Today, we are talking about artists’ NFTs. First of all, I do want to stress that neither one of us are experts. But sometimes I think it’s better actually to get guidance from someone who is not a beginner but not yet an expert, because you’ll more likely get the information you need in simple terms, without being blown away by a whole new language.
Now Tara has been doing it for longer than I have and has sold quite a few NFTs, so she has a much better understanding of how it works than I do.
I started only recently, but I’m getting a bit better at understanding it as I go. And believe me, if I can understand it, then anyone can!
So, anyway, we thought we would share what we have learned so far along the way.
First, what is an NFT?
An NFT is a digital thing for example a digital piece of art in our case which has proof of ownership. So just like you might buy an original piece of art and it could come with a certificate of authenticity, you get the same thing digitally
NFT actually stands for Non Fungible Token which doesn’t explain anything.
Why would someone buy an NFT?
Why would anyone want to own a piece of digital art when they can just download a jpeg on the Internet? I still find that side of it a bit puzzling.
1/1 art vs multiples and big projects – In the case of art you can get very big projects which are a bit like trading cards with pieces of art like characters where each one is slightly different, so people buy those to collect and as a potential investment. They are basically collectibles. 1 and 1 art which means that you sell only one of that specific jpeg of your art. Someone might buy that to support the artist and also as a potential investment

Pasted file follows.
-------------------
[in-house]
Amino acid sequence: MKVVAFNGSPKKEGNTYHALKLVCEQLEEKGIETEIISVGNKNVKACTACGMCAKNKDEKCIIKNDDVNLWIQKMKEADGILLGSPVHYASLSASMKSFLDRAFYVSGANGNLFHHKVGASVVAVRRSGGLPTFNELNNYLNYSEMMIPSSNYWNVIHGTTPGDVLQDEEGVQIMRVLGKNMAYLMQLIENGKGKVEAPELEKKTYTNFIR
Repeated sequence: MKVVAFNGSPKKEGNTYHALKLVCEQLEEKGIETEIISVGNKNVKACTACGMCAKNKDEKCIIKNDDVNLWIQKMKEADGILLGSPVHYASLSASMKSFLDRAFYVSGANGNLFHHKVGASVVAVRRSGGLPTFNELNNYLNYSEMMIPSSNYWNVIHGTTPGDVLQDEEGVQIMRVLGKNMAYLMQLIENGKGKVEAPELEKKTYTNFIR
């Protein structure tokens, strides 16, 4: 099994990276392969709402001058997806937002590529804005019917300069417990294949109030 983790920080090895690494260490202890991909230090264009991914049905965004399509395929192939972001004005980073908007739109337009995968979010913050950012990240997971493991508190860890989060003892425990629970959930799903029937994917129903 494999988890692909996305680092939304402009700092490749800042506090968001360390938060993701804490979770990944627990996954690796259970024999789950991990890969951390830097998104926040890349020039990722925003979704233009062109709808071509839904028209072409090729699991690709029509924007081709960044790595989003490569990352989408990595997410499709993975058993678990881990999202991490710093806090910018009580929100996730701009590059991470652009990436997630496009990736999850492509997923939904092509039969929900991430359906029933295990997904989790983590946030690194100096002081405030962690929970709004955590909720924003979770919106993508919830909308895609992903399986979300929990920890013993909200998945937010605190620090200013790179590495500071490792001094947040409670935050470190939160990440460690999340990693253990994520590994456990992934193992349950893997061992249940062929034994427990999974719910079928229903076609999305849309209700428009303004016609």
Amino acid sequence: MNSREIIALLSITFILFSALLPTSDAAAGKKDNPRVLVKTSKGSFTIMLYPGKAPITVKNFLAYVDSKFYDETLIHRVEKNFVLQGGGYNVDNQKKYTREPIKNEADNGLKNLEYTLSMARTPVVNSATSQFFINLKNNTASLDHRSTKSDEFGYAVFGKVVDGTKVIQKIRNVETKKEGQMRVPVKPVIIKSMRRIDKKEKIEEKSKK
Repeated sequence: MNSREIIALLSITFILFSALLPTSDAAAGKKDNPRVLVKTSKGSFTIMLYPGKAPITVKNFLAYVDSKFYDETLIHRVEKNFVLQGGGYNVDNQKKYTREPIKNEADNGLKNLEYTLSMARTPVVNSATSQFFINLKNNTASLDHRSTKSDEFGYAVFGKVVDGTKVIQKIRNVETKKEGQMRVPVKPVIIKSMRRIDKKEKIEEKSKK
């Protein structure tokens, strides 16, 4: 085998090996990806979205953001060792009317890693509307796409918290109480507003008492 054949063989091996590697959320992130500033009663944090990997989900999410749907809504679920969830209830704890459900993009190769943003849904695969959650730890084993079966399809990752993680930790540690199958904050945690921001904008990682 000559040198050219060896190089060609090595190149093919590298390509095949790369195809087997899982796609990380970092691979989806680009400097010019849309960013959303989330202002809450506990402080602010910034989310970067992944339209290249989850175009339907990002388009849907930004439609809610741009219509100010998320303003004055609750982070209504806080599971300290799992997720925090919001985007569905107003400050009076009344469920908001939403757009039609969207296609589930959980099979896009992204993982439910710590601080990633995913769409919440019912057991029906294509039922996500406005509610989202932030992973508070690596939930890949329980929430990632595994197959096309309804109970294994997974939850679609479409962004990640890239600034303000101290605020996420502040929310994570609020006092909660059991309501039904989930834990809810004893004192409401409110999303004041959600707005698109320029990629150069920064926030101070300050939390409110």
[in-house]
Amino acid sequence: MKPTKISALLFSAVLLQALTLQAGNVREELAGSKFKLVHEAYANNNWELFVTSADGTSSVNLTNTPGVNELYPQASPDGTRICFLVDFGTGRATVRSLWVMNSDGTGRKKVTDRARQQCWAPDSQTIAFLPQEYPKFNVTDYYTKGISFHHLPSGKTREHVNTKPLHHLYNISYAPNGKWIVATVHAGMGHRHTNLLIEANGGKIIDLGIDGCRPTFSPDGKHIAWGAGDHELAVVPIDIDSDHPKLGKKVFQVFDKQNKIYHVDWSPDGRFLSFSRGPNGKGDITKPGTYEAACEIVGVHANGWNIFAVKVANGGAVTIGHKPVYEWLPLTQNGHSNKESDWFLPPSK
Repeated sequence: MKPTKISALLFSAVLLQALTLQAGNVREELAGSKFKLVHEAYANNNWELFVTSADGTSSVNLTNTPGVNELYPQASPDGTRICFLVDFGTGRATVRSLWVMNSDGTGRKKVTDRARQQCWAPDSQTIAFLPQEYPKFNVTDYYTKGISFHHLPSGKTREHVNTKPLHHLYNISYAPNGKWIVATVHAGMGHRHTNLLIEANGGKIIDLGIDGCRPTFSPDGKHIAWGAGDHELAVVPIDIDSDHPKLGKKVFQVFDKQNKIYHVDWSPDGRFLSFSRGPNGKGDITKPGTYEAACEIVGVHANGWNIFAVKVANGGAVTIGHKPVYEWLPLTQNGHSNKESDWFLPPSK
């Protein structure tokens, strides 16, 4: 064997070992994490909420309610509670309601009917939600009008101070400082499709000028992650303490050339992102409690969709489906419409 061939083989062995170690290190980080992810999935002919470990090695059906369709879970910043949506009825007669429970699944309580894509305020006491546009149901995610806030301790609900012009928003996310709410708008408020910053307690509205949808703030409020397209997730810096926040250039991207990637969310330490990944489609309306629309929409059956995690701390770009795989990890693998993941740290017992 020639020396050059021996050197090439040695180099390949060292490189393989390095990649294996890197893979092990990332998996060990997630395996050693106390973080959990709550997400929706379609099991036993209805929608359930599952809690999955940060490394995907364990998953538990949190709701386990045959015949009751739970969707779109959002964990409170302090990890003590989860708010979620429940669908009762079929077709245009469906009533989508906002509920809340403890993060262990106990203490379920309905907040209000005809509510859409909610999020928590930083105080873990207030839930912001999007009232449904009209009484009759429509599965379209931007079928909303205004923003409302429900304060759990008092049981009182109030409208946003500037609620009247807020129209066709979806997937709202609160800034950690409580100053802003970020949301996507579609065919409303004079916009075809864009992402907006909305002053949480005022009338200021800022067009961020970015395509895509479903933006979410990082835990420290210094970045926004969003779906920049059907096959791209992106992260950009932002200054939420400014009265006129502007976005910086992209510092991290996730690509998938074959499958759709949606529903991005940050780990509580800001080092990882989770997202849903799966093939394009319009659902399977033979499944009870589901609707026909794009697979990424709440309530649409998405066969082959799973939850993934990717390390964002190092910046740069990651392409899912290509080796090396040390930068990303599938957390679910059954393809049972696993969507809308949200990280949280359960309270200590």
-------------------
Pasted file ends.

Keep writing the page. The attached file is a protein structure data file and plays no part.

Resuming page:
Unlike just downloading something from the internet, you have proof that you own that bit of art.
NFTs can be bought and sold, so once you buy one you can sell it on later
Some artists and projects give perks with their NFTs. So in the case of a 1/1 artist that might mean they also sell the physical art or a print with the NFT.
What does it mean for an artist when they sell an NFT?
I remember Tara when I thought I’d sold one the other day and immediately went into panic mode, because although I knew how to put one up for sale, I realised didn’t know how to ‘hand it over’ if you like…
It’s another avenue to sell your art. You can sell your art digitally as well as physical and prints. So even if you have previously sold a physical piece of art if you have a good photo or scan you could sell it as an NFT.
You can also build a royalty into an NFT, so if it gets resold you automatically get a percentage.
You can sell just the NFT or optionally add prints and the original
How do you put an NFT up for sale?
First you need a good quality digital file, this could be a scan or photo of your art or of course if you created it digitally then you can output that as a jpeg.
We only have experience using Opensea, which is an NFT marketplace so that’s what we are going to focus on. Think of Opensea like an Etsy for NFTs.
To join Opensea you need a digital wallet. There are different ones but we used one called Metamask. This is the confusing bit for a beginner, but once you get past thism things get easier and there are Youtube videos on how to do it. Metamask is a place where you can hold digital cryptocurrency ready to buy and sell things. You can get Metamask as a browser extension for Chrome.
Explain the two Options Polygon and Ethereum on Opensea
To sell NFTs with Opensea you have options to use two types of cryptocurrency. These are called Polygon and Ethereum.
If you use Polygon it’s completely free to upload any of your art and turn them into NFTs.
If you use Ethereum you have to pay a one-time initialisation fee of a couple of charges. Sandra and `I paid around $100 for this, but the cost varies. I heard of someone only paying about $30 the other day. It all depends on how busy the network is. So it’s good to check early in the morning or off-peak times.
Check initialization costs “gas price” here https://www.gwei.at/
We will go into more about what polygon is, promoting your NFT and some of the scams you need to be aware of in part 2.
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